With the Group Stage of the 2019 Women’s World Cup done, I thought I’d look forward to the Round of Sixteen and check in on some of the numbers.
I was going to do a roundup of the groups, but thought I can cover similar points here as well as looking to see how teams match up. I’ve decided to just reel off some numbers (mostly xG, pressure and progression) about teams, then give a quick mention to something that seems like it might be fun to look out for based on the data, before giving a short prediction.
Like I mentioned in my previous posts, this World Cup is my first real venture into women’s football and I’m terrible with previews/predictions in general so don’t expect any predictions to be accurate, it’s just a fun thing to do.
I also made heavy use of the soccermatics (@JoeDGallagher) package and a few FC_rStats (@FC_rstats) packages (particularly the pitch) for this, which I’d highly recommend if you’re looking to use StatsBomb’s free data.
Italy vs China
Finishing top of Group C, many have called Italy the surprise package of the tournament, despite this, their numbers are pretty middle of the road.
They were lucky to get their opening win against Australia, as can be seen by the xG timeline below.
You could exclude Sam Kerr’s goal from this, given it was a rebound to a penalty, but that doesn’t make up for Italy’s poor attacking display against an Australia defence that gets a lot of criticism.
A routine win against Jamaica saw Italy make it through to the next round, while the last game against Brazil would decide what position they went through in. Despite losing their final game they still managed to go through 1st on goal difference. Italy’s showing was better from an xG view than their opener, edging the xG but losing out due to a Marta penalty.
Putting it all together, Italy have an average xGD but seemed to grow after a poor opening performance. With that being said, it’s hard to say much about Italy’s numbers as a team because so many of them are around average.
One area where Italy have shone is corners. They had the 3rd highest xG from corners, while having the 2nd highest xG per corner, showing they’re dangerous from corners and the xG isn’t just due to having lots of corners.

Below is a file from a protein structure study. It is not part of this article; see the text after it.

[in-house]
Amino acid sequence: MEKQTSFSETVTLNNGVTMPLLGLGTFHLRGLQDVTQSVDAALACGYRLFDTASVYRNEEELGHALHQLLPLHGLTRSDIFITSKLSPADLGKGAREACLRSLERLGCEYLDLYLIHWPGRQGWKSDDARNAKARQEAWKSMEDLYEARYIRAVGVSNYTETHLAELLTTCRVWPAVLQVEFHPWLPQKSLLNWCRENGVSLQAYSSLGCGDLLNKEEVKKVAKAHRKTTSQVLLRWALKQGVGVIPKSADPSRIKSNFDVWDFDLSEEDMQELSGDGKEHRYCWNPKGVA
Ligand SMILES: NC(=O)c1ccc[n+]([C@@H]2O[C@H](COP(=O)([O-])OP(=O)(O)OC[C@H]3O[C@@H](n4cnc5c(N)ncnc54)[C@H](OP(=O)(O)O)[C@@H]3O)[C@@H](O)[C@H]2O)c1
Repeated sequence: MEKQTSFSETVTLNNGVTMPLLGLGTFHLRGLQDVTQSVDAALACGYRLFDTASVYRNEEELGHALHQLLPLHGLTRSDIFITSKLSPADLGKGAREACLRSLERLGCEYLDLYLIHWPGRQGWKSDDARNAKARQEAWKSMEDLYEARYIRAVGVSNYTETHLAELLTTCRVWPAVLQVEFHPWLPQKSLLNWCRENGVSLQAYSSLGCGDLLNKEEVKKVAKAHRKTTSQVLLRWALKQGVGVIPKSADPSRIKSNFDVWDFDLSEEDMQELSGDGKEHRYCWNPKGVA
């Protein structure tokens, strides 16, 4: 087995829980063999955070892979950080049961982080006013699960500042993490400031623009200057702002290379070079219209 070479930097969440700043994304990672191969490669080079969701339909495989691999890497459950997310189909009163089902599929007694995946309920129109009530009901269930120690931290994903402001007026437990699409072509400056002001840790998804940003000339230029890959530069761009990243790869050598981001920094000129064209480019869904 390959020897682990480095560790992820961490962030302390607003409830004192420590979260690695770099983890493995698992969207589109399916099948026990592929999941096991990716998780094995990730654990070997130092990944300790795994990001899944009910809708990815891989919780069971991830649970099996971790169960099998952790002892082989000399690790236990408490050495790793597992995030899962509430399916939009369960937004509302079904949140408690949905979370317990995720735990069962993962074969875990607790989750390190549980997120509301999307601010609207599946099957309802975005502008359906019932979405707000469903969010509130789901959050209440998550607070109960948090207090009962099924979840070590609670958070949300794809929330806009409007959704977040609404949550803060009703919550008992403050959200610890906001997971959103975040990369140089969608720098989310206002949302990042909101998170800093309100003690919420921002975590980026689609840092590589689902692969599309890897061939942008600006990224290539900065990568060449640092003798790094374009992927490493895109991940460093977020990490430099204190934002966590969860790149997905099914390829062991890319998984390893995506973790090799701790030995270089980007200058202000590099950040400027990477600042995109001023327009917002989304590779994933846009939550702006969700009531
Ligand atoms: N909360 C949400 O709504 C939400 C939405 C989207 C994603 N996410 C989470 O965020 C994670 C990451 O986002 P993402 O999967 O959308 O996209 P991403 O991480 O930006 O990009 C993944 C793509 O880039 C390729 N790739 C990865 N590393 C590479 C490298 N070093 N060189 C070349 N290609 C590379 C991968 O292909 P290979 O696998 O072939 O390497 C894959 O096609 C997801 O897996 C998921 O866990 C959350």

However, digging a bit deeper into the data, they only have one shot from corners in their two games against Australia and Brazil, with most of their corner production coming against Jamaica. With China having average numbers for xG conceded from corners it’ll be interesting to see whether Italy’s corner numbers come from having played weaker opposition in Jamaica, or whether they are genuinely good at corners.
Looking at some individuals, right-back Alia Guagni leads the team in pass progression completed p90.
22-year-old midfielder Aurora Galli is the leader for xG p90, however she’s only had 2 shots all tournament and this value is heavily skewed thanks to her goal against Jamaica.
Their main creator and leader for xG + xA p90 was 21-year-old Manuela Giugliano. She has a wide passing range and played a great ball through for Galli’s 2nd goal vs Jamaica.
She also made a similar defence cutting pass against Australia, which ended up being ruled offside.
With Giugliano and Galli Italy’s midfield seems to be in good hands for the future.
Getting 4 points from a tough group was a good achievement for China, built on the back of a strong defence who made it difficult for the opposition.
From the chart below you can see China had good numbers for xG conceded and conceded the lowest value chances on average, having the lowest xG per shot against.
Then they also had the 6th best numbers for completion rate of progressive passes from the opposition. The problem is that the good defence meant stifling the team’s attack, having the 8th lowest xG in the group stage.